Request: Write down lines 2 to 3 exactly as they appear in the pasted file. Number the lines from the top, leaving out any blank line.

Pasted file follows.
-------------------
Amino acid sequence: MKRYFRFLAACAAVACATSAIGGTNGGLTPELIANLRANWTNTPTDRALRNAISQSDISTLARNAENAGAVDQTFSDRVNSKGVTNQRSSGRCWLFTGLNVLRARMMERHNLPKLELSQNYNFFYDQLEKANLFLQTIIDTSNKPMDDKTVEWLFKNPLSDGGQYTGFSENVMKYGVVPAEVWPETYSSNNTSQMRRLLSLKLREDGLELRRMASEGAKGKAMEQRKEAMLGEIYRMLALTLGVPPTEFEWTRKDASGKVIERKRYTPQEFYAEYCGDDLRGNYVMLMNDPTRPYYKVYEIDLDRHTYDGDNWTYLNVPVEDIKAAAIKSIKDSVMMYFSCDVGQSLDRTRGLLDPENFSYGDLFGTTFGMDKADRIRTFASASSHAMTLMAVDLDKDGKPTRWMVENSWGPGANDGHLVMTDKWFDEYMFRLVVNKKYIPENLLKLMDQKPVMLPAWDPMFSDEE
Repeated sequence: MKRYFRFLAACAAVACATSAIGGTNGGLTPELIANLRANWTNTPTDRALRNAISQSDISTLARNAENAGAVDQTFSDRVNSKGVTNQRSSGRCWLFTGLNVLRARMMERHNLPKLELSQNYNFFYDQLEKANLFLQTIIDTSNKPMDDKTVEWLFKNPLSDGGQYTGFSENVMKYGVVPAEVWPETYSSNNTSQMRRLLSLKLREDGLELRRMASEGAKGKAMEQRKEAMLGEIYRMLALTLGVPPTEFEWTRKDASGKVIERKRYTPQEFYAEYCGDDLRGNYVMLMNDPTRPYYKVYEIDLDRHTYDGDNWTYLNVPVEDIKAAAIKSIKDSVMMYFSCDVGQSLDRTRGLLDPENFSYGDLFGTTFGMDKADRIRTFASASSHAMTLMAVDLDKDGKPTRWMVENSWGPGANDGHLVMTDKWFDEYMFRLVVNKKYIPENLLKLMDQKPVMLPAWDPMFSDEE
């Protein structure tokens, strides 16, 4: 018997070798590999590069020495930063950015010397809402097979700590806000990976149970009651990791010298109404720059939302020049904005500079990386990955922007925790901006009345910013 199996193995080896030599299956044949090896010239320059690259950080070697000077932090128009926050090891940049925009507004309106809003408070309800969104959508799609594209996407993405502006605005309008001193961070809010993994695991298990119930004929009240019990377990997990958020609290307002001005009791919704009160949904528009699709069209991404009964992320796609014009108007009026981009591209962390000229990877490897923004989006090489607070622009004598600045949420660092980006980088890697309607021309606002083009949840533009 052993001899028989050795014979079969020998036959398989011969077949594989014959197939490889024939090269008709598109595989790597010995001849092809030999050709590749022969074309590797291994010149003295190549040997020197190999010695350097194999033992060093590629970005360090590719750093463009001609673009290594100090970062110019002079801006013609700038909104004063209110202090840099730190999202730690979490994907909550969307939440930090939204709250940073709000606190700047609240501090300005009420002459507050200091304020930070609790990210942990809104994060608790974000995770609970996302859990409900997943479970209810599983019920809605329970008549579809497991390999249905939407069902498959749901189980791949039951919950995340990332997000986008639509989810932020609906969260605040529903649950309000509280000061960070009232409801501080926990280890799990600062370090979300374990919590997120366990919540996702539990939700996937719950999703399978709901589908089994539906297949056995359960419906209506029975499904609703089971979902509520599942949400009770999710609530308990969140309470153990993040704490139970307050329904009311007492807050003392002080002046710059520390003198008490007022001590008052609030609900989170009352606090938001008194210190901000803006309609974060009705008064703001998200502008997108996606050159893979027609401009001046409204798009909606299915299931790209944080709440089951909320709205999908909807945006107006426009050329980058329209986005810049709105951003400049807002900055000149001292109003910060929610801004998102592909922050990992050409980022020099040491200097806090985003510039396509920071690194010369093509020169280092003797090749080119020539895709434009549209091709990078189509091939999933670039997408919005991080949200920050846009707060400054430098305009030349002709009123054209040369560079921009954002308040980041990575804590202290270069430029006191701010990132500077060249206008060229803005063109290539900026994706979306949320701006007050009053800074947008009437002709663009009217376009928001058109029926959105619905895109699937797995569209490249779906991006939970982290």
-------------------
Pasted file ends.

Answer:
Repeated sequence: MKRYFRFLAACAAVACATSAIGGTNGGLTPELIANLRANWTNTPTDRALRNAISQSDISTLARNAENAGAVDQTFSDRVNSKGVTNQRSSGRCWLFTGLNVLRARMMERHNLPKLELSQNYNFFYDQLEKANLFLQTIIDTSNKPMDDKTVEWLFKNPLSDGGQYTGFSENVMKYGVVPAEVWPETYSSNNTSQMRRLLSLKLREDGLELRRMASEGAKGKAMEQRKEAMLGEIYRMLALTLGVPPTEFEWTRKDASGKVIERKRYTPQEFYAEYCGDDLRGNYVMLMNDPTRPYYKVYEIDLDRHTYDGDNWTYLNVPVEDIKAAAIKSIKDSVMMYFSCDVGQSLDRTRGLLDPENFSYGDLFGTTFGMDKADRIRTFASASSHAMTLMAVDLDKDGKPTRWMVENSWGPGANDGHLVMTDKWFDEYMFRLVVNKKYIPENLLKLMDQKPVMLPAWDPMFSDEE
């Protein structure tokens, strides 16, 4: 018997070798590999590069020495930063950015010397809402097979700590806000990976149970009651990791010298109404720059939302020049904005500079990386990955922007925790901006009345910013 199996193995080896030599299956044949090896010239320059690259950080070697000077932090128009926050090891940049925009507004309106809003408070309800969104959508799609594209996407993405502006605005309008001193961070809010993994695991298990119930004929009240019990377990997990958020609290307002001005009791919704009160949904528009699709069209991404009964992320796609014009108007009026981009591209962390000229990877490897923004989006090489607070622009004598600045949420660092980006980088890697309607021309606002083009949840533009 052993001899028989050795014979079969020998036959398989011969077949594989014959197939490889024939090269008709598109595989790597010995001849092809030999050709590749022969074309590797291994010149003295190549040997020197190999010695350097194999033992060093590629970005360090590719750093463009001609673009290594100090970062110019002079801006013609700038909104004063209110202090840099730190999202730690979490994907909550969307939440930090939204709250940073709000606190700047609240501090300005009420002459507050200091304020930070609790990210942990809104994060608790974000995770609970996302859990409900997943479970209810599983019920809605329970008549579809497991390999249905939407069902498959749901189980791949039951919950995340990332997000986008639509989810932020609906969260605040529903649950309000509280000061960070009232409801501080926990280890799990600062370090979300374990919590997120366990919540996702539990939700996937719950999703399978709901589908089994539906297949056995359960419906209506029975499904609703089971979902509520599942949400009770999710609530308990969140309470153990993040704490139970307050329904009311007492807050003392002080002046710059520390003198008490007022001590008052609030609900989170009352606090938001008194210190901000803006309609974060009705008064703001998200502008997108996606050159893979027609401009001046409204798009909606299915299931790209944080709440089951909320709205999908909807945006107006426009050329980058329209986005810049709105951003400049807002900055000149001292109003910060929610801004998102592909922050990992050409980022020099040491200097806090985003510039396509920071690194010369093509020169280092003797090749080119020539895709434009549209091709990078189509091939999933670039997408919005991080949200920050846009707060400054430098305009030349002709009123054209040369560079921009954002308040980041990575804590202290270069430029006191701010990132500077060249206008060229803005063109290539900026994706979306949320701006007050009053800074947008009437002709663009009217376009928001058109029926959105619905895109699937797995569209490249779906991006939970982290």